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Lineage: Players Threaten Lawsuit

KoltraneKoltrane Member UncommonPosts: 1,049
A group of online gamers is threatening to sue NCSoft over issues surrounding its massively multiplayer game, Lineage, JoongAng Daily is reporting.  A group called the Online Consumers League claims that game fees are too high and that NCSoft has been unresponsive to game issues.

The league claims that the game is too expensive. It noted that the monthly fee of 30,000 won ($25.40) was almost double the rate in some other countries. Monthly rates are $15 in the United States, 2,000 yen ($17.60) in Japan, and $480 NT ($14) in Taiwan. "Korean game players are being discriminated against," they said. The league also said that the game's server crashed too often, and that there was significant fraud or hacking of the game, yet the company has not taken action to improve conditions.

Another problem that users pointed out was the cash trading of game items offline. Within the game, there are many different "items" such as weapons, clothing or potions, that have different levels of power. Acquiring more powerful items can take hours of playing time. The ability to acquire more powerful items also depends on the level of skill of the player. Therefore, for players unable or unwilling to devote the necessary time, buying and selling items for cash has become a widespread trend.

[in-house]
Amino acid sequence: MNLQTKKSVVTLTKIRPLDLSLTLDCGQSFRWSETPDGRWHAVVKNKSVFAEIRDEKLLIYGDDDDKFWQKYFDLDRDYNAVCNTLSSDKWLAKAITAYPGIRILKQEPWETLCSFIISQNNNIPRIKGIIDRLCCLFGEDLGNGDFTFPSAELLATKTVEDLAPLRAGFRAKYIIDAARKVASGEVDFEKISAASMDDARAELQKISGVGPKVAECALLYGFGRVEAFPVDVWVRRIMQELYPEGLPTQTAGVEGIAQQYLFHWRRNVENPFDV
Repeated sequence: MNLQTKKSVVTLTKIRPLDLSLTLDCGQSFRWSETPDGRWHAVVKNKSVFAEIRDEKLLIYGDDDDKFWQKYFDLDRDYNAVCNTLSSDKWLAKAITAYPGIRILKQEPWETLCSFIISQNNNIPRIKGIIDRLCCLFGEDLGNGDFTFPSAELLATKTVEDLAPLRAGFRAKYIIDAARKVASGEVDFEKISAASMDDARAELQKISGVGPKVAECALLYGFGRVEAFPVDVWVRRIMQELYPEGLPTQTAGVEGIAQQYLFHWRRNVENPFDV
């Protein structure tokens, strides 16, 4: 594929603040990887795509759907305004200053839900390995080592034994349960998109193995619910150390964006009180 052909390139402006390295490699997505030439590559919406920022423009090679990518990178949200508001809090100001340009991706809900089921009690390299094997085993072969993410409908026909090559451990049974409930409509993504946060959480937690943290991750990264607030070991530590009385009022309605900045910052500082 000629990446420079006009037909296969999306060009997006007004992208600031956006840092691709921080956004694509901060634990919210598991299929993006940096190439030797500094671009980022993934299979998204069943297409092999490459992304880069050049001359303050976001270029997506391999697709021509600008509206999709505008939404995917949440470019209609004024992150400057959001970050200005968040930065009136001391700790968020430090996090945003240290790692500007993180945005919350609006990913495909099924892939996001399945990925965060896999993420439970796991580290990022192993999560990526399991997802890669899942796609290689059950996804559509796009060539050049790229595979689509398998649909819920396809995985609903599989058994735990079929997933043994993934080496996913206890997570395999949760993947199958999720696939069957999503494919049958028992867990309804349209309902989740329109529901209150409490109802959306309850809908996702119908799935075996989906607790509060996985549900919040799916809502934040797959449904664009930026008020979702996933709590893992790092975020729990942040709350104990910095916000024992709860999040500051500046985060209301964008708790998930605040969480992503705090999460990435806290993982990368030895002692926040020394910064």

Also included is this eye-popping statistic:

Since the game was launched in 1999, 520 million accounts have been opened in Korea alone. That figure can include multiple accounts for an individual subscriber.

According to the Korea National Statistical Office, the population of South Korea was estimated at 47.6 million people in July, 2002.  Someone's obviously playing a lot of Lineage in the Pacific Rim.

Read the entire article here

Kudos to spirdal at Gamebunny for sniffing this one out. 

There are 10 types of people in this world...those who understand binary, and those who don't. Staff


Old timer.


  • nexus42nexus42 Member Posts: 288

    That's an interesting angle to take: claiming discrimination in pricing due to nationality. As I know nothing about Korean law (or really any law besides American) I'll withold judgement about the possible success of that stratagem till maybe another poster can illuminate my ignorance.

    But wether viable or not, it certainly threatens to give NCsoft some very bad publicity in a country of rabid online gamers. So for that reason alone there might be a price drop.

    As for the rest of thier complaints: server crashes, the Ebaying of goods, et. al. I don't think they got much of a leg to stand on. I've yet to see a EULA that gauranteed any server stability whatsoever. If the game is up one hour a week, hey thats just gravy. And no business can be responsible for the actions of individuals outside the jurisdiction over which that business has control (for a real world, and much more serious, justification of that past statement I refer readers to ).

    In the end, I think business's should be allowed to charge whatever they want for their services, as long as those services are not of a necessary nature. If a gaming company is charging too much, let the consumers resolve the issue by voting with their dollars.



  • ramadinramadin Member Posts: 1,304

    Why anyone even plays this game is beyond me.  It is the single biggest piece of garbage released in a long time.



    Laying in bed, looking up at the stars, a single thought passed through my head. Where the fuck is my roof?


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